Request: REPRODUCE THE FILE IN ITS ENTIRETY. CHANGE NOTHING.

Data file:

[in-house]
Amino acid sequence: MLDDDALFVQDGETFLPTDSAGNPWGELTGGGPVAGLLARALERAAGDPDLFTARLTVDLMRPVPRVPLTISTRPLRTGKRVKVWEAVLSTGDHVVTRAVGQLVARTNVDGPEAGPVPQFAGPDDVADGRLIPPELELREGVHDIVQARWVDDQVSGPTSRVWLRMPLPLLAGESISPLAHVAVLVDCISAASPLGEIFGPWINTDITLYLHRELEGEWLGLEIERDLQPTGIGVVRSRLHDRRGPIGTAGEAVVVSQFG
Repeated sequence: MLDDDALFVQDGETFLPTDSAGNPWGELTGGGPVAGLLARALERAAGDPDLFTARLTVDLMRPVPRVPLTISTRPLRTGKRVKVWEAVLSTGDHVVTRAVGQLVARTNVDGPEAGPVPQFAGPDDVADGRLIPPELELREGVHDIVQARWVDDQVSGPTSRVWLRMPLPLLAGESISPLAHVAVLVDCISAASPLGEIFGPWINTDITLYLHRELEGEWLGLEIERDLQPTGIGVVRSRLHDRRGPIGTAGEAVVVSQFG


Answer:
[in-house]
Amino acid sequence: MLDDDALFVQDGETFLPTDSAGNPWGELTGGGPVAGLLARALERAAGDPDLFTARLTVDLMRPVPRVPLTISTRPLRTGKRVKVWEAVLSTGDHVVTRAVGQLVARTNVDGPEAGPVPQFAGPDDVADGRLIPPELELREGVHDIVQARWVDDQVSGPTSRVWLRMPLPLLAGESISPLAHVAVLVDCISAASPLGEIFGPWINTDITLYLHRELEGEWLGLEIERDLQPTGIGVVRSRLHDRRGPIGTAGEAVVVSQFG
Repeated sequence: MLDDDALFVQDGETFLPTDSAGNPWGELTGGGPVAGLLARALERAAGDPDLFTARLTVDLMRPVPRVPLTISTRPLRTGKRVKVWEAVLSTGDHVVTRAVGQLVARTNVDGPEAGPVPQFAGPDDVADGRLIPPELELREGVHDIVQARWVDDQVSGPTSRVWLRMPLPLLAGESISPLAHVAVLVDCISAASPLGEIFGPWINTDITLYLHRELEGEWLGLEIERDLQPTGIGVVRSRLHDRRGPIGTAGEAVVVSQFG